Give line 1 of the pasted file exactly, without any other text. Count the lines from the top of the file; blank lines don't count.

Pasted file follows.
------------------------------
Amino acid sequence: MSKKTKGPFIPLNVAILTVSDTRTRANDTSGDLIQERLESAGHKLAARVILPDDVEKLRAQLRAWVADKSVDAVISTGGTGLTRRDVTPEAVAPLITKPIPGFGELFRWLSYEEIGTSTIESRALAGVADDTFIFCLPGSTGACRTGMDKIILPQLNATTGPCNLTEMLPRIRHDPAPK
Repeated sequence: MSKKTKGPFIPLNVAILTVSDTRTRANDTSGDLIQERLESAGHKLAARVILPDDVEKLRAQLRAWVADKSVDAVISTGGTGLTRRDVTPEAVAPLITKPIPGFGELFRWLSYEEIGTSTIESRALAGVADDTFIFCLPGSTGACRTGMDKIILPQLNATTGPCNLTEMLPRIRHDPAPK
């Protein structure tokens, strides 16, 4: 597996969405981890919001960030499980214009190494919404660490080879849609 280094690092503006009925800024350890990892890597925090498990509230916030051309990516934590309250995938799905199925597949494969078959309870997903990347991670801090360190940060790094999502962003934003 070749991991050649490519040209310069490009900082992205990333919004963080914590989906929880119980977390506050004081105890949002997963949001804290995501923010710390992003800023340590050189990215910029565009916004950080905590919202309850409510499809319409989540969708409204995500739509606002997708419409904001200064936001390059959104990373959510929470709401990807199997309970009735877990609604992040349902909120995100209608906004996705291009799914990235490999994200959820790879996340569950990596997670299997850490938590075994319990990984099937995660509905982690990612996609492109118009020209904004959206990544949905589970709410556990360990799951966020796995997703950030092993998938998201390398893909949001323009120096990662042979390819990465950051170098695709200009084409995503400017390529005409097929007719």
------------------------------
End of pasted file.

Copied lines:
Amino acid sequence: MSKKTKGPFIPLNVAILTVSDTRTRANDTSGDLIQERLESAGHKLAARVILPDDVEKLRAQLRAWVADKSVDAVISTGGTGLTRRDVTPEAVAPLITKPIPGFGELFRWLSYEEIGTSTIESRALAGVADDTFIFCLPGSTGACRTGMDKIILPQLNATTGPCNLTEMLPRIRHDPAPK